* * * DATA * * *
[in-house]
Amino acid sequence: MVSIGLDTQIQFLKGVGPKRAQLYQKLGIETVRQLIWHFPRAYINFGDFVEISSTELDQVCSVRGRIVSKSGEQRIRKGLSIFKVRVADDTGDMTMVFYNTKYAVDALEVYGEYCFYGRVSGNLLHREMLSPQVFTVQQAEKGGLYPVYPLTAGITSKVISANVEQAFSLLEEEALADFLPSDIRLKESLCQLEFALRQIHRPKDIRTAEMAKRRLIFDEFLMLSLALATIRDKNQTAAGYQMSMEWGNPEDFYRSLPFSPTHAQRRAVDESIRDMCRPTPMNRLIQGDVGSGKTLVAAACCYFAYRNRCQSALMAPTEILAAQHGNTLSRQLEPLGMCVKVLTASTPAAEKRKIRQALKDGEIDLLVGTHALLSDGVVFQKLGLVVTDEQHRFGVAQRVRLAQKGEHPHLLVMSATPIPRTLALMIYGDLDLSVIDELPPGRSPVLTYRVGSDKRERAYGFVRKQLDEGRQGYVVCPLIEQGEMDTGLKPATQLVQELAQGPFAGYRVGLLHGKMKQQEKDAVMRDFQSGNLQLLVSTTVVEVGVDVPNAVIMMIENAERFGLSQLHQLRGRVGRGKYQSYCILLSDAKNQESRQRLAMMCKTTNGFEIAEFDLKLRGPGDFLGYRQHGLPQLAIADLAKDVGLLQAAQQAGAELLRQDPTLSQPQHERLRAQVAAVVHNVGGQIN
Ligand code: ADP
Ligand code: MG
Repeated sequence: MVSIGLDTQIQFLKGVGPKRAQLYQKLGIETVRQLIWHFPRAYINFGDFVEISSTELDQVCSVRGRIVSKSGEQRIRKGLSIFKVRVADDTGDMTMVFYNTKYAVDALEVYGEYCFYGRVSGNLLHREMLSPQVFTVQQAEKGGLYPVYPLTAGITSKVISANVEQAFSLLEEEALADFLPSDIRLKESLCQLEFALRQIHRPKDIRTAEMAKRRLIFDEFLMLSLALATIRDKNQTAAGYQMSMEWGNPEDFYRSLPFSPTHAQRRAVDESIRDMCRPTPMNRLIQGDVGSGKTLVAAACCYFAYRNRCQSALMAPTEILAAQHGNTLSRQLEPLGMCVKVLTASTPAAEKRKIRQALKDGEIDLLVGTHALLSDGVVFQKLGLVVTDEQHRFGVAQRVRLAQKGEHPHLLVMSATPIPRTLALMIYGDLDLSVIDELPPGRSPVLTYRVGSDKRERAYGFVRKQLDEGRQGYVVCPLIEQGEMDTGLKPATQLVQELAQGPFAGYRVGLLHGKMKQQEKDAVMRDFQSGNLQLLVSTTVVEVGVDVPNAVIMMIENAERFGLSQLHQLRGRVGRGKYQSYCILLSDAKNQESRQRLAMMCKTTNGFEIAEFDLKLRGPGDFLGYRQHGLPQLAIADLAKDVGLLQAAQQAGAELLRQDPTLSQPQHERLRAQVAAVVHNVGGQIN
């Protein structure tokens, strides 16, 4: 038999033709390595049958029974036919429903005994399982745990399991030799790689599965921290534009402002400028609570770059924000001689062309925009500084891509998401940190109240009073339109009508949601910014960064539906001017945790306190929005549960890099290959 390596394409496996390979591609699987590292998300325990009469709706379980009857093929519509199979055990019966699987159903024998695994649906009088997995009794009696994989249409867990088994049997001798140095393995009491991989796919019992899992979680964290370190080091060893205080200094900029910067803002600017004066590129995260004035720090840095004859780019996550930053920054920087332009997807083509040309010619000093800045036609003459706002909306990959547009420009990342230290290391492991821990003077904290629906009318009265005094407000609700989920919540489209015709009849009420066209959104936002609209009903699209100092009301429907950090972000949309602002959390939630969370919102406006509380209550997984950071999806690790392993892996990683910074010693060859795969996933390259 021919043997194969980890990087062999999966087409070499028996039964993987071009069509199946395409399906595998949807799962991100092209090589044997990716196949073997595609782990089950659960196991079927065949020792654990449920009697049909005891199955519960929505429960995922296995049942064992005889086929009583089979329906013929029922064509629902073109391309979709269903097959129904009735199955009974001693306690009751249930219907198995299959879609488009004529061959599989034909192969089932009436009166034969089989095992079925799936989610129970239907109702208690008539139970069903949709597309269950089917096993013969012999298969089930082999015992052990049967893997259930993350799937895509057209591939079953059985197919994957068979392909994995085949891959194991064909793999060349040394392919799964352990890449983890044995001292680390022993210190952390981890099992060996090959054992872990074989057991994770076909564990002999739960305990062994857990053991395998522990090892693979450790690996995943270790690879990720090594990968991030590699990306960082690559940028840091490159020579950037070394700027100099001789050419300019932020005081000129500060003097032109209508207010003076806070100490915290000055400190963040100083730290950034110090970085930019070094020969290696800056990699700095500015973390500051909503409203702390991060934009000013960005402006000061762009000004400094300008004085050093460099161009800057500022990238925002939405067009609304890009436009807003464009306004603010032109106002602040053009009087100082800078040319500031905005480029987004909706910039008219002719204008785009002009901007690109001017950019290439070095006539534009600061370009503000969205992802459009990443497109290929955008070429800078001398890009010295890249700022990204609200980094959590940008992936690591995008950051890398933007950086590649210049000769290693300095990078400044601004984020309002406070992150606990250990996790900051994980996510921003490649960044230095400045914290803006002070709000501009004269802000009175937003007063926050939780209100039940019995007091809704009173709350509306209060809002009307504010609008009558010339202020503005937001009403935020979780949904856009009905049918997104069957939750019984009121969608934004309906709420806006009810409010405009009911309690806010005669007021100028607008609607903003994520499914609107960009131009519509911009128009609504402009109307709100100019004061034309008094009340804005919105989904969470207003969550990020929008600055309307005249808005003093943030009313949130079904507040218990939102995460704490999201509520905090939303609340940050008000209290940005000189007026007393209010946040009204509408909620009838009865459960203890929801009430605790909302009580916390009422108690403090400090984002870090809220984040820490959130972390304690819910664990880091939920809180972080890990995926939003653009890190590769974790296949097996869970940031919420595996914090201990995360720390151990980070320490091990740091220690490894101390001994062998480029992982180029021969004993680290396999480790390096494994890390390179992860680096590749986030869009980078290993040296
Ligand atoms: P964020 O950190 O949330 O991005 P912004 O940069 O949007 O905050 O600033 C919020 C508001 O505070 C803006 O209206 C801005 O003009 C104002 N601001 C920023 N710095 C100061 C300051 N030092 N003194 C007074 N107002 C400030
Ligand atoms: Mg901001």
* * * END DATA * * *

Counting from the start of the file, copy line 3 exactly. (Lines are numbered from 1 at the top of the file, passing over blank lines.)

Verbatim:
Ligand code: ADP